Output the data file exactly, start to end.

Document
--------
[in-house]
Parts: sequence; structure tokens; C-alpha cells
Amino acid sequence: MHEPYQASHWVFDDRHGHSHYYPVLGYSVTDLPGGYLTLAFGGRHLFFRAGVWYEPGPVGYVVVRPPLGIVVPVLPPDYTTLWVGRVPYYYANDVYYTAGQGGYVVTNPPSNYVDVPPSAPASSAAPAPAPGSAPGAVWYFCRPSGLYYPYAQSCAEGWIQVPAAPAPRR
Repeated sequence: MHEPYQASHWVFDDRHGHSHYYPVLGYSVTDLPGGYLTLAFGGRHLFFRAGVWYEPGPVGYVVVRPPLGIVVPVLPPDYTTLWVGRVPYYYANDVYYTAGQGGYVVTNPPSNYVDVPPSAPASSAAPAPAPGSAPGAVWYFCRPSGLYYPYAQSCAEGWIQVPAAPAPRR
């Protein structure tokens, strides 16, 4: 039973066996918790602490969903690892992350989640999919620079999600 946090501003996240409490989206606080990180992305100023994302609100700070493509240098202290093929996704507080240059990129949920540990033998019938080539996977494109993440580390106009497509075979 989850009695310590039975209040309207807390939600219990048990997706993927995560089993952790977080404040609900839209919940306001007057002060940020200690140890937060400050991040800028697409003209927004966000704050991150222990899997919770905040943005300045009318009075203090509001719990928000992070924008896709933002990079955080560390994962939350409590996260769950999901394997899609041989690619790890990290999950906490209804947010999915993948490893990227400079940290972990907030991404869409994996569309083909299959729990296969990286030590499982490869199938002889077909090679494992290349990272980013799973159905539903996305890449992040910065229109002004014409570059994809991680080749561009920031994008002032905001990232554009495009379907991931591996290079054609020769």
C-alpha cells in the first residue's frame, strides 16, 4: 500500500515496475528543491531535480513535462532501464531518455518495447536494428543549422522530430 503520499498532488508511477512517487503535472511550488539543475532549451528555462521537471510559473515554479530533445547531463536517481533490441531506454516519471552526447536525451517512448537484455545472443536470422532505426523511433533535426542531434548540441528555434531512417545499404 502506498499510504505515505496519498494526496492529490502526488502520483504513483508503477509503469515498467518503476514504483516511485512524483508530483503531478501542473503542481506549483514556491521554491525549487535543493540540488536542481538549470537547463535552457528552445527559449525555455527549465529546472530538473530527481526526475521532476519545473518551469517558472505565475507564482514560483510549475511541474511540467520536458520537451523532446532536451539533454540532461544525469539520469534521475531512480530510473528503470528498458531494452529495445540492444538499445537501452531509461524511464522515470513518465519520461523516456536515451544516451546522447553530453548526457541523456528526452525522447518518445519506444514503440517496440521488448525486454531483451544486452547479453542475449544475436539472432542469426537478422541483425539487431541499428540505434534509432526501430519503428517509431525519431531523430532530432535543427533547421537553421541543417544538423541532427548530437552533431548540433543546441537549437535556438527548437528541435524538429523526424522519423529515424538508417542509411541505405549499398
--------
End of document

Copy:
[in-house]
Parts: sequence; structure tokens; C-alpha cells
Amino acid sequence: MHEPYQASHWVFDDRHGHSHYYPVLGYSVTDLPGGYLTLAFGGRHLFFRAGVWYEPGPVGYVVVRPPLGIVVPVLPPDYTTLWVGRVPYYYANDVYYTAGQGGYVVTNPPSNYVDVPPSAPASSAAPAPAPGSAPGAVWYFCRPSGLYYPYAQSCAEGWIQVPAAPAPRR
Repeated sequence: MHEPYQASHWVFDDRHGHSHYYPVLGYSVTDLPGGYLTLAFGGRHLFFRAGVWYEPGPVGYVVVRPPLGIVVPVLPPDYTTLWVGRVPYYYANDVYYTAGQGGYVVTNPPSNYVDVPPSAPASSAAPAPAPGSAPGAVWYFCRPSGLYYPYAQSCAEGWIQVPAAPAPRR
């Protein structure tokens, strides 16, 4: 039973066996918790602490969903690892992350989640999919620079999600 946090501003996240409490989206606080990180992305100023994302609100700070493509240098202290093929996704507080240059990129949920540990033998019938080539996977494109993440580390106009497509075979 989850009695310590039975209040309207807390939600219990048990997706993927995560089993952790977080404040609900839209919940306001007057002060940020200690140890937060400050991040800028697409003209927004966000704050991150222990899997919770905040943005300045009318009075203090509001719990928000992070924008896709933002990079955080560390994962939350409590996260769950999901394997899609041989690619790890990290999950906490209804947010999915993948490893990227400079940290972990907030991404869409994996569309083909299959729990296969990286030590499982490869199938002889077909090679494992290349990272980013799973159905539903996305890449992040910065229109002004014409570059994809991680080749561009920031994008002032905001990232554009495009379907991931591996290079054609020769």
C-alpha cells in the first residue's frame, strides 16, 4: 500500500515496475528543491531535480513535462532501464531518455518495447536494428543549422522530430 503520499498532488508511477512517487503535472511550488539543475532549451528555462521537471510559473515554479530533445547531463536517481533490441531506454516519471552526447536525451517512448537484455545472443536470422532505426523511433533535426542531434548540441528555434531512417545499404 502506498499510504505515505496519498494526496492529490502526488502520483504513483508503477509503469515498467518503476514504483516511485512524483508530483503531478501542473503542481506549483514556491521554491525549487535543493540540488536542481538549470537547463535552457528552445527559449525555455527549465529546472530538473530527481526526475521532476519545473518551469517558472505565475507564482514560483510549475511541474511540467520536458520537451523532446532536451539533454540532461544525469539520469534521475531512480530510473528503470528498458531494452529495445540492444538499445537501452531509461524511464522515470513518465519520461523516456536515451544516451546522447553530453548526457541523456528526452525522447518518445519506444514503440517496440521488448525486454531483451544486452547479453542475449544475436539472432542469426537478422541483425539487431541499428540505434534509432526501430519503428517509431525519431531523430532530432535543427533547421537553421541543417544538423541532427548530437552533431548540433543546441537549437535556438527548437528541435524538429523526424522519423529515424538508417542509411541505405549499398